Minimally Primal? What’s with that?

With the creation of this new blog, it seems apt to explain the title: ‘Minimally Primal’.  Those who are close to me can probably figure it out, and are probably sick of seeing the word ‘primal’ on everything I have done for the past several years. My first blog, which I began my freshman year of college, was aptly called The Primal Insomiac. Blending my interest in primal living, with the fact that I often posted late into the hours of the morning. I started this new blog to step away from my earlier writings and ideas as I push forward into adulthood.

Let’s examine the two words that I derived this title from, which both are of important relevance to my life today, and my outlook on the world.

Minimal/Minimalist

  • min·i·mal·ist
  • [ mínnəm’list ]
  1. advocate of smaller role for government: somebody who advocates restricting the power and goals of something, especially somebody who wishes to limit the role of government
  2. practitioner of artistic minimalism: somebody whose works of art, literature, or music display the simplicity associated with minimalism
  3. providing minimum amount: providing only the least amount that is needed

The emboldened third, is the closest to the definition which I use for my life. I became interested in minimalist living early in my college career, after discovering the works of Leo Babauta over at Zenhabits and Mnmlist. I was also inspired at the time (and to this day) by the famous quotes of Henry David Thoreau:

“Our lives are frittered away by detail. Simplify, simplify, simplify! I say, let your affairs be as two or three, and not a hundred or a thousand; instead of a million count half a dozen, and keep your accounts on your thumb-nail.” 

and further, Ralph Waldo Emerson, in his response to the above Thoreau quote: 

“Don’t you think one ‘simplify’ is enough?”

Today there are hundreds, maybe thousands of blogs out there about minimalist living. I can say with certainty that there are about as many definitions of what minimalist living is, as there are blogs based upon the idea. From living strictly with less than 100 material items, to living and traveling with nothing more than a backpack, I chose to take a lighter approach. To me, minimalist living means distilling life down to its core purposes by not clouding life with excess material possessions. Does this mean that I go and throw out my skis, or my camping gear because I don’t use it every day? Of course not. Instead, to me, it implies that I own a single pair of skis, or a single fishing pole, because that’s all that is really needed for me to do what I enjoy.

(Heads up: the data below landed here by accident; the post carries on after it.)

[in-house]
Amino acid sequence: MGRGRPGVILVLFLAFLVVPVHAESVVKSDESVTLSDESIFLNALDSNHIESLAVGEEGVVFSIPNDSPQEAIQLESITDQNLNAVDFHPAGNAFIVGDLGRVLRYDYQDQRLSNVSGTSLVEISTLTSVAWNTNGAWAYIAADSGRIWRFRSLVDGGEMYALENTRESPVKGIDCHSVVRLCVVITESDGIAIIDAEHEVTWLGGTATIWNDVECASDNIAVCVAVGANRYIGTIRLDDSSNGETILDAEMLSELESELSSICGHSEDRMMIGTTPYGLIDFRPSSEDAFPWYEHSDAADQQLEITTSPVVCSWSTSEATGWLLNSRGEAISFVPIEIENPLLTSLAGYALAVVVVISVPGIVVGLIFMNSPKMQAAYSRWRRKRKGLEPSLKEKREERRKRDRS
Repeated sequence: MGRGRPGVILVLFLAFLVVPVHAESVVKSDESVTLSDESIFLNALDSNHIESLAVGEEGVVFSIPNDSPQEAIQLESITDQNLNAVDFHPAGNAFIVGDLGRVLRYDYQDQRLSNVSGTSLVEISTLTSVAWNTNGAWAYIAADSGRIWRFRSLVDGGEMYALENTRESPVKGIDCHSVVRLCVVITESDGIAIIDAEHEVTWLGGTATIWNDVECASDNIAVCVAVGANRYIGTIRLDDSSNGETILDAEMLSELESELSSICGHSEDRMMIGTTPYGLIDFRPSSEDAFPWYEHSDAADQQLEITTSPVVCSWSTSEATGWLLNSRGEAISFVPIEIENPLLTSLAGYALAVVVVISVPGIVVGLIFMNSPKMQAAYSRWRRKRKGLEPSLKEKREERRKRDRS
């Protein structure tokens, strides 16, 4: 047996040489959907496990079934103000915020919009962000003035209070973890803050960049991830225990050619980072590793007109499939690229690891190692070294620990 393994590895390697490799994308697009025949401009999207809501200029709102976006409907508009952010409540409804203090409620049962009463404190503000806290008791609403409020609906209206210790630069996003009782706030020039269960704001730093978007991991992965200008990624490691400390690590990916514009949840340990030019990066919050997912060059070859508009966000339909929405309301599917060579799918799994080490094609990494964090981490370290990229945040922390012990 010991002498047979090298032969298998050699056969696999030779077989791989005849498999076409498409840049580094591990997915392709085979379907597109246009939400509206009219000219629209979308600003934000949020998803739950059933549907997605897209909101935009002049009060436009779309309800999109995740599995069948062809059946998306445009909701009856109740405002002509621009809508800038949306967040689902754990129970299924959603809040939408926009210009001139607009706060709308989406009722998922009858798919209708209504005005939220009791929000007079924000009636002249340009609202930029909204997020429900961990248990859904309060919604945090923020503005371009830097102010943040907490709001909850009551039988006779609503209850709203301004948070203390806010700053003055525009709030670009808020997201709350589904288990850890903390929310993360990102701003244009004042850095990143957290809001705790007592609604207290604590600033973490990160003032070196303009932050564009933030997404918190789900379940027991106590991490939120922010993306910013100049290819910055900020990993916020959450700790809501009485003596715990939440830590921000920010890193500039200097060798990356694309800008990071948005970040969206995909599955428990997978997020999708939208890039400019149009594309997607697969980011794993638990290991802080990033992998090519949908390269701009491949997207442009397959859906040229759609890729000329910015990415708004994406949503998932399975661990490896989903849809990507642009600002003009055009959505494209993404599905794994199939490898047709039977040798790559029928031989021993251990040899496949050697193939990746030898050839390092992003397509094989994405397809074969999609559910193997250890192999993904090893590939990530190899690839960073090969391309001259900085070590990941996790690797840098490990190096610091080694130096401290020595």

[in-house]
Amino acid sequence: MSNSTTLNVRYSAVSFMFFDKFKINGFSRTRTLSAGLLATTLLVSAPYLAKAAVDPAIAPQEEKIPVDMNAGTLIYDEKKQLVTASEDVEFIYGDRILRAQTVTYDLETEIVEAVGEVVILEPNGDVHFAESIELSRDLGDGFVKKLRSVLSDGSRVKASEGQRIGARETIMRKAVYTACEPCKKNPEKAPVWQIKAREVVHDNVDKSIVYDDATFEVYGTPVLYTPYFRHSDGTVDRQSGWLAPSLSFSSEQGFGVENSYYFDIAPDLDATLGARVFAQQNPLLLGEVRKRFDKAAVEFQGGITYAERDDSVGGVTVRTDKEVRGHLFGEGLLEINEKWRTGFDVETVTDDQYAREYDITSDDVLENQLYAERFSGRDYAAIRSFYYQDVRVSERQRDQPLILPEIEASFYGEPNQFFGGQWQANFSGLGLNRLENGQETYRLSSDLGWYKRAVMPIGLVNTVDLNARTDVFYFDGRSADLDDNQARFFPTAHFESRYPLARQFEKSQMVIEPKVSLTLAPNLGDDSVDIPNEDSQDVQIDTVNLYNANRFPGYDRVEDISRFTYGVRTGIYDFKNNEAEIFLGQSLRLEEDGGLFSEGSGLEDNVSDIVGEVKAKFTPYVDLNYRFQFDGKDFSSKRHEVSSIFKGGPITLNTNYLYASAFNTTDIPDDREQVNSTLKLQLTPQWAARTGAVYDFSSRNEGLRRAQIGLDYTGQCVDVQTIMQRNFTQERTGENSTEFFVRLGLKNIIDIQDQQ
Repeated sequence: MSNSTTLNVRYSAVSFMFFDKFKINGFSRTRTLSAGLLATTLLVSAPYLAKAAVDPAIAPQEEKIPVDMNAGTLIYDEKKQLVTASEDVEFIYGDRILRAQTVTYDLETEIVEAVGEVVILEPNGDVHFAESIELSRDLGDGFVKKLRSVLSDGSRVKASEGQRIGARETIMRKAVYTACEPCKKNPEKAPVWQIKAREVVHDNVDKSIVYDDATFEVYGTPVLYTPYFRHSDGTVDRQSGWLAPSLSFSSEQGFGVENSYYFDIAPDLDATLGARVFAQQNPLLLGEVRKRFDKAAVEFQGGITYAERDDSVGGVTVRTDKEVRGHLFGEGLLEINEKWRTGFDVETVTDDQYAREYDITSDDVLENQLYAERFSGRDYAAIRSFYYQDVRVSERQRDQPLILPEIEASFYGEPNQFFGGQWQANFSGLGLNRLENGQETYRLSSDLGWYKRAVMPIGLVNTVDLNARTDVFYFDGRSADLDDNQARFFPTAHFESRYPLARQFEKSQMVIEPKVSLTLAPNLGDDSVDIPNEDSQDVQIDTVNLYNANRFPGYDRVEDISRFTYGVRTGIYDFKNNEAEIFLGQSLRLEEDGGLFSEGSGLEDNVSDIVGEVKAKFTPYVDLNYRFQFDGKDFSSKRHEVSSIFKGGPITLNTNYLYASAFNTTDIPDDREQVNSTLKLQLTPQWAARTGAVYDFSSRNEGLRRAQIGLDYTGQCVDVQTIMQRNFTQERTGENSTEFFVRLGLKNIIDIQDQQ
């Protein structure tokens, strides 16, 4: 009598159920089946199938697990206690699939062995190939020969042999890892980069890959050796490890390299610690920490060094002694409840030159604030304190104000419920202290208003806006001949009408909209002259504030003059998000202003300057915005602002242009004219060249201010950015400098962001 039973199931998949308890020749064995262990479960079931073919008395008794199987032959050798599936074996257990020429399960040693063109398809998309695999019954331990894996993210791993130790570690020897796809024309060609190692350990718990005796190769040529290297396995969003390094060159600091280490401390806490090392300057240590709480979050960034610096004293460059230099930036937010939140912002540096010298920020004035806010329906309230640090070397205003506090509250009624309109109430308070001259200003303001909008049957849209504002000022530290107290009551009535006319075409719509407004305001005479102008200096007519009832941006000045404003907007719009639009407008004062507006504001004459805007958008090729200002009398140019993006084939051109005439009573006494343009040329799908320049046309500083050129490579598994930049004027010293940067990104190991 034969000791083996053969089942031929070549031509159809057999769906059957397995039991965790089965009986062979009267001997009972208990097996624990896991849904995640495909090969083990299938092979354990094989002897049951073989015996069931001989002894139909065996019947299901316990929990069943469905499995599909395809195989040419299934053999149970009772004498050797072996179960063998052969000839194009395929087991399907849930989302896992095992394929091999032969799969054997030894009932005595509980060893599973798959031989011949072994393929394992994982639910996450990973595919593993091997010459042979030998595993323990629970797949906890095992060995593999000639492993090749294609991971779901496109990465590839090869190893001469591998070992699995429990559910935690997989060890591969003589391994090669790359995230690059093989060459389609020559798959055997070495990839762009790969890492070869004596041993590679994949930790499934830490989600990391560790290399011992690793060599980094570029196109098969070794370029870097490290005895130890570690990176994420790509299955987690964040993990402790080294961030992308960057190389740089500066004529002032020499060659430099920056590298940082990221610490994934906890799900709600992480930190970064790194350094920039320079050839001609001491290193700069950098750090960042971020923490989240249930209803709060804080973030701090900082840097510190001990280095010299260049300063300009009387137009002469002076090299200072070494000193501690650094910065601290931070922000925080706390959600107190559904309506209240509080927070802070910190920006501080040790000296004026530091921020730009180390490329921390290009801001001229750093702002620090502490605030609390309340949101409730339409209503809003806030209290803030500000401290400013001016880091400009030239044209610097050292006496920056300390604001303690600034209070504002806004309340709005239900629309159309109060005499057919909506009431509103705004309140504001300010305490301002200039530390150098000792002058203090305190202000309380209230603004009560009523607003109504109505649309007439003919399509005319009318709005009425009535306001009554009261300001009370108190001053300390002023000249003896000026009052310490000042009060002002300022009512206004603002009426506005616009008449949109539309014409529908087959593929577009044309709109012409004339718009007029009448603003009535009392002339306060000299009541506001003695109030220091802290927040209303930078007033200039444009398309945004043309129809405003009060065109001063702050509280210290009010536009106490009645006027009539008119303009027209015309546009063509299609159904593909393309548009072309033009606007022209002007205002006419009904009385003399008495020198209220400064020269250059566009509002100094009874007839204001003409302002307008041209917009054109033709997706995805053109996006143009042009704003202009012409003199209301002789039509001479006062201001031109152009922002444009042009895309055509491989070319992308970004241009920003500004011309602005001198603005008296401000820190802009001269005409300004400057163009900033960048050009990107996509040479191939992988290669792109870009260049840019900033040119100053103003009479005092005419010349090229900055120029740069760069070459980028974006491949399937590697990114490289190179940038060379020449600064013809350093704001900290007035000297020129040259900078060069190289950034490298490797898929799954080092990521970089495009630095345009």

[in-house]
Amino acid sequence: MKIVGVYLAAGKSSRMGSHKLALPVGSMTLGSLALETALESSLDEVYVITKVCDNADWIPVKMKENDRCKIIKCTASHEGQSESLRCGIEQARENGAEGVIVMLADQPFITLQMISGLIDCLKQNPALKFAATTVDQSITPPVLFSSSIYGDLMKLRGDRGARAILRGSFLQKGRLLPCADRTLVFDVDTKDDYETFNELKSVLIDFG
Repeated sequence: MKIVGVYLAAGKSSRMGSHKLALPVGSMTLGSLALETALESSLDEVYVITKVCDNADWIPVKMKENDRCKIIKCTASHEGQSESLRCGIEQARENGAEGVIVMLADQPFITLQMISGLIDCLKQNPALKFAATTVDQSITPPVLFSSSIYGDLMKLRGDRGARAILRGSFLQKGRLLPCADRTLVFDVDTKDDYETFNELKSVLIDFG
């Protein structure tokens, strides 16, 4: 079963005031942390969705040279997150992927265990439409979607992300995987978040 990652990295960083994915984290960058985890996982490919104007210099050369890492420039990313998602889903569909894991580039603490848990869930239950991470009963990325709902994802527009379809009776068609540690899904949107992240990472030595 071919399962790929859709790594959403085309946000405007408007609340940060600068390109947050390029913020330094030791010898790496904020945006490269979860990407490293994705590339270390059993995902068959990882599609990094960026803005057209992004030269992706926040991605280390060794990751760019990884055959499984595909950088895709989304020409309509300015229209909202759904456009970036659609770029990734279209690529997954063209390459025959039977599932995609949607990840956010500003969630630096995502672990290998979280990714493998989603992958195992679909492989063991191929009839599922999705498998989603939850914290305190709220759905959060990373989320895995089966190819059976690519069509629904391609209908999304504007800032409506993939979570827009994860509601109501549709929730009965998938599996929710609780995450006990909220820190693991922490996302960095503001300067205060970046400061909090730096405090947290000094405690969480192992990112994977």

So often I see people get wrapped up in the ‘things’ associated with the activities that they love the most. So much so, that the collection of associated ‘things’ becomes more of a hobby than the activity that the gear is supposed to support. There is nothing inherently wrong with this, aside from rampant consumerism and materialism, but I think it’s important to ask oneself: “Do I really enjoy fishing? Or the collection of fishing gear?”.  I have certainly fallen into the gear-junkie trap from time to time, but eventually pull myself out and re-examine my purpose.

Minimalism is a means to a more purpose and activity driven life, not an end in itself.

Now, you may ask, “this primal business, what’s that about?”

Primal Living, as I may refer to it from time to time, I first learned about from the works of Mark Sisson, over at Marks Daily Apple. Primal Living refers to the diet and lifestyle inspired by our hunter-gatherer ancestors. The Primal Diet is very similar, and I use it relatively interchangeably with the Paleo diet. Most everyone within the fitness community today has heard of these, or similar diets. 

I began experimenting with the primal diet my freshman year of college, and since then have relapsed time and again. To eat like our ancestors, eschewing most grains, legumes and starchy carbohydrates, is to me still the best way to fuel my body. I derive my approach from several similarly inspired resources, such as Tim Ferriss’ 4-Hour Body, Dave Asprey’s  Bulletproof Exec, and Mark Sisson’s Primal Blueprint. All three of these health and fitness gurus have vastly different styles, and all have large amounts of free information available via blogs and podcasts. 

As a side note, to anyone who has ever seen the “aboriginal” tattoo on my leg, the little guy is known as “Grok” in the primal community, and you can learn about the symbol here. The funny part of my tattoo story, is that I got the tattoo after viewing many such tattoos as part of a contest on Mark Sisson’s blog. Unbeknownst to me, all of the tattoos in the photos were temporary tattoos… while mine is forever permanent (I didn’t discover that the others were fake until nearly two years later!). I guess the lesson is to not take life, or yourself, too seriously.

So there you have it, Minimally Primal. The combination of my interest in both living minimally, and being constantly inspired both those who have come before us. There will be much more on both topics coming in the future! Any questions or ideas are always welcome 🙂

With love, until next time.

-G

 

 

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